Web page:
Porter’s Five ForcesPosted: November 7, 2007
“The Five Forces” are Michael E. Porter’s framework for assessing the level of competitive intensity industry participants should expect to see. Highly competitive industries are likely to produce lower average profitability for participants in that market. Useful for rationalizing market entry or market exit decisions. E.g., competitors should seek out markets where the Five Forces are less severe, and exit markets with strong pressure from one or more of the Five Forces.
This is probably the first formal “strategy” framework that many of us were ever taught in business classes or corporate management training. It’s a classic!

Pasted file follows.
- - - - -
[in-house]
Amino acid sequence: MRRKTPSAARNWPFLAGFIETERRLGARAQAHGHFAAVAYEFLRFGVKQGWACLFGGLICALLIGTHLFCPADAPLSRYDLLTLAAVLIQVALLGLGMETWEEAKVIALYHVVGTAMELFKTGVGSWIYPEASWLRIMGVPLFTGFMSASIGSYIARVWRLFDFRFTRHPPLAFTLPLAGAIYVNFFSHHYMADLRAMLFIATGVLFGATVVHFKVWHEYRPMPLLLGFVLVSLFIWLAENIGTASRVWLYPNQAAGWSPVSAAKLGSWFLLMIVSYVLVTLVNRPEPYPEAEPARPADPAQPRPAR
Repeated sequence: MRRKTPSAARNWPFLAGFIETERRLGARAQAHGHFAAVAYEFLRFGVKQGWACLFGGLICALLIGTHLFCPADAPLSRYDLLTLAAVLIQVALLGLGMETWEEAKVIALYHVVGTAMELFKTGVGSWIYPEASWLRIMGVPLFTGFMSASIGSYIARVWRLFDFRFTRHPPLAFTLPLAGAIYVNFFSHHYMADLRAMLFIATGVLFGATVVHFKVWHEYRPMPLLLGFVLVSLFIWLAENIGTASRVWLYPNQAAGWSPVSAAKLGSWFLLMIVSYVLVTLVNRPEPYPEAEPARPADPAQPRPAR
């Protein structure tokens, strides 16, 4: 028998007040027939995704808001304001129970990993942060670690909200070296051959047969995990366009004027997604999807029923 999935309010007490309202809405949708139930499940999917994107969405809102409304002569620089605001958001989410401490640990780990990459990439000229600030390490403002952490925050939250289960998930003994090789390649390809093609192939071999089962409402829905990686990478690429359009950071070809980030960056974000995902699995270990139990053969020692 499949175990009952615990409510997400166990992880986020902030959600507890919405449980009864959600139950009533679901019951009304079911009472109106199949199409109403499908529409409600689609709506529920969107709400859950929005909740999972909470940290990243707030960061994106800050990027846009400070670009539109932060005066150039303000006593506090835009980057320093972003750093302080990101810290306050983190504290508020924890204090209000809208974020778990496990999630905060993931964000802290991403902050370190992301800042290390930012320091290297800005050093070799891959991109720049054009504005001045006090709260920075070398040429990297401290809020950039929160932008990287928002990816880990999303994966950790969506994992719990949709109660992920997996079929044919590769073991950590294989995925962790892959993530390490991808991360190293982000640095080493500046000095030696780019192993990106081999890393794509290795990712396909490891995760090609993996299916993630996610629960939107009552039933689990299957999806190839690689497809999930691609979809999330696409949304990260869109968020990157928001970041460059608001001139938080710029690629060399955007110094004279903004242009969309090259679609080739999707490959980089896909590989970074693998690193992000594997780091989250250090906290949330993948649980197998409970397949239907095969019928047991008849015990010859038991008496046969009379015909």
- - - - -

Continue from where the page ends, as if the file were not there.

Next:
The Five Forces include:
- Bargaining Power of Customers — large or concentrated customers have more bargaining power vs. a pool of many smaller, disparate customers
- Bargaining Power of Suppliers — large or concentrated supplier base will have more bargaining power vs. a pool of many smaller, interchangeable suppliers
- Threat of New Entrants — low barriers to entry create high threat of new entrants; high barriers (e.g., intellectual property protection, large financial startup costs, or scarcity of qualified human resources) can lessen this threat
- Threat of Substitute Products or Services — presence of many alternative products/services creates high threat of substitution
- Intensity of Competition within an Industry — all else equal, intensity of competition increases when any of the first four forces increases
This framework is often expanded into “Six Forces” with the addition of “Government & Legal Regulations” as a sixth force that can affect the intensity of competition.
More info on Porter’s Five Forces from Wikipedia